However, her punishment should have ended with the embarrassment she must have felt when Petrino finished a reply to a question from Gork by saying, "and that will be the last question I answer with that hat on."

But fired? C'mon. This seems backwards even for Arkansas.

"This radio station is Hog Sports Radio," KAKS general manager Dan Storrs told The Associated Press. "We are very biased. We support the Razorbacks 100 percent."

And you take your support for a college football team far too seriously.

I get it. You make your living kissing up to the U of A. It doesn't help that cause if one of your employees wears an enemy's hat to cover a Razorbacks event. But there's loyalty and there's idiocy. This goes beyond even that. Storrs had turned what should have been a reprimand and a local chuckle into a national embarassment.

For him. As if people don't already think of Arkansans as intolerant rubes, this just reinforces it. Unbelievable.

Tampa TV Reporters Fired For YouTube Video

WFTS-TV fired three people and disciplined four others for creating a mock newscast and posting it online. The spoof, anchored by Kerry Kavanaugh (left), reported that a Ch. 28 employee was one of Tiger Woods' mistresses. It was apparently meant as a gag gift for the woman's birthday. Click here to read details from the St. Petersburg Times.

Fake newscasts and blooper reels are as old as TV news. Before YouTube, they were the products of harmless fun that only a few people would see. You edited them on tape, gathered the intended audience into an edit booth and showed off the results in person. Tapes were inconvenient to copy, at least compared to copying-and-pasting a bit of text, so you were relatively assured that your inside joke would stay inside the group with whom you shared it.

Now, editing happens on computers, and you get a video file that is all too easy to upload to the Universe. Once there, you lose any control over who sees it and shares it. If it goes "viral," it can cause a fatal illness to your job, if not your entire career.

That's why I feel bad for those who lost their jobs. They thought they were doing something funny for a friend. It's the brain surgeon who thought he or she had to share the video on Facebook and YouTube whose career ought to be kaput.

Firing seems excesssive punishment. The station's GM told the Times that the video could risk the station's credibility, which I understand to a point. But I saw the clip before it was removed from YouTube and if the only people still watching TV news are ones who couldn't immediately tell that this was a fake story, I'm not sure that the business has much credibility left, anyway.

Meanwhile, I remain grateful that the bulk of my broadcast career happened in the ante-YouTube era. My on-air mishaps haunt me enough in memories. I'd hate to think how I'd feel if they were conveniently available for anyone to view.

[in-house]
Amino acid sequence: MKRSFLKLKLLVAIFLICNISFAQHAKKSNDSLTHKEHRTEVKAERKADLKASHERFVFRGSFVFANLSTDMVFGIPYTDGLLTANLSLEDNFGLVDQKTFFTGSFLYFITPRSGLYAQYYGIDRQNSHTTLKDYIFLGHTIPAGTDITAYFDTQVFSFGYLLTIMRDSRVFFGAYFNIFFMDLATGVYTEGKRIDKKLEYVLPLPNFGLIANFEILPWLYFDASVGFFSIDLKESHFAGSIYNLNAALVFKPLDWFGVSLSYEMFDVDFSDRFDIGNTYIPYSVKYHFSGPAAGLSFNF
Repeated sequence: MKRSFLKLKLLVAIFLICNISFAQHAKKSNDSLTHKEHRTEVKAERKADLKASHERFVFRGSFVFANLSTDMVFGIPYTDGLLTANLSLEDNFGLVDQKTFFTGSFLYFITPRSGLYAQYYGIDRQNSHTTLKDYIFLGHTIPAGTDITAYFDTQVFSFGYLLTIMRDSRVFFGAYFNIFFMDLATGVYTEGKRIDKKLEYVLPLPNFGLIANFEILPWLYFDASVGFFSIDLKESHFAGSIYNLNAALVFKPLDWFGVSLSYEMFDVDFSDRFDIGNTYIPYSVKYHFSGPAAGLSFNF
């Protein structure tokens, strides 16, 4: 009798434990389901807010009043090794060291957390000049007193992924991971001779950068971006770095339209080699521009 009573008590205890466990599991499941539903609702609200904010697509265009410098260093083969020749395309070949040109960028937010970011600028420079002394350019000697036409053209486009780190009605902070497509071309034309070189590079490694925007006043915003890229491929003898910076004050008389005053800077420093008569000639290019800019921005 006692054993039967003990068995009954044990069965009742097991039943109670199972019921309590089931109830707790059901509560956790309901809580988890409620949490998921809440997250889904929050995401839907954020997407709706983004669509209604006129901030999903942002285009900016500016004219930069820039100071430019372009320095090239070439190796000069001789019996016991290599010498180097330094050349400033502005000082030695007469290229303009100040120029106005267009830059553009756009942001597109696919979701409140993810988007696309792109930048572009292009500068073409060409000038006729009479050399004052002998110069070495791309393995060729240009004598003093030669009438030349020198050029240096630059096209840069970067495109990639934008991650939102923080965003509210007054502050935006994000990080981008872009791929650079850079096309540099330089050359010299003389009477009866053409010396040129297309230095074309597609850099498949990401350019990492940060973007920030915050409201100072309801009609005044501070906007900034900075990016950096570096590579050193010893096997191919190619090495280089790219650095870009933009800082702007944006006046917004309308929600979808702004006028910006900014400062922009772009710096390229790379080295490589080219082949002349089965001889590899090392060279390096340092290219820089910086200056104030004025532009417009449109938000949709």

Sunday, August 08, 2010

Sarasota Jungle Gardens

The words "Sarasota" and "jungle" don't often appear in the same sentence. Sarasota Jungle Gardens is a tourist attraction where I once shot a freelance story. In fact, here's the video:



I went back yesterday with a couple members of the local photo group to which I belong. No alligators bellowed. I see gators in the wild occasionally anyway so I focused on the parrots and flamingos.



There are more shots of parrots in from this shoot on my photo blog.

Sunday, July 25, 2010

Today's Irony

When the narrator of a novel relates an anecdote and adds, "I am not making this up."

Saturday, July 24, 2010

Lowry Park Zoo Photos

I spent Friday getting rained on while feeding mosquitoes at Tampa's Lowry Park Zoo. Also, I took some photographs. I was disappointed that the tigers and cheetahs got the day off. But, don't worry, I still got to pay the full admission price of $20.95



There are landscape (horizontally oriented) photos over on my photo blog, not here only because they won't fit. Be warned there is monkey porn.

How VJs Are Changing TV News?

The money savings that one-person TV news crews promise is convincing more stations to use them. Instead of a reporter and a photographer, a one-man-band shoots and reports the story him or herself. These one-man-bands (OMBs) are variously called video journalists (or VJs) and multimedia journalists (MMJs), depending on whose pig the lipstick is being applied.

Former CBS News reporter Deborah Potter writes on newslab.org that one-man-bands are changing not only how news is gathered but how it looks on the air.

Potter cites an unpublished dissertation by Kutztown University's Mary Angela Bock which reports that the challenge of shooting and reporting one's own work often forces OMBs to go for the easiest stories to turn, rather than those most interesting to viewers. "Because they work alone, VJs will be more apt to look for quick and easy access to story elements," Potter quotes Bock as writing.

Another problem with OMB work, Potter notes, is the physical demands of the job. Even common doorways can prove formidable obstacles to the lonely journalist larded with equipment.

Seriously. Those are the two salient points in the article, which seemed a veiled argument against OMBs. I hope that the 500 pages that Bock says her treatise spans includes more compelling information because the items cited do not detail accurately how increased use of solo news crews affects the news you see on TV.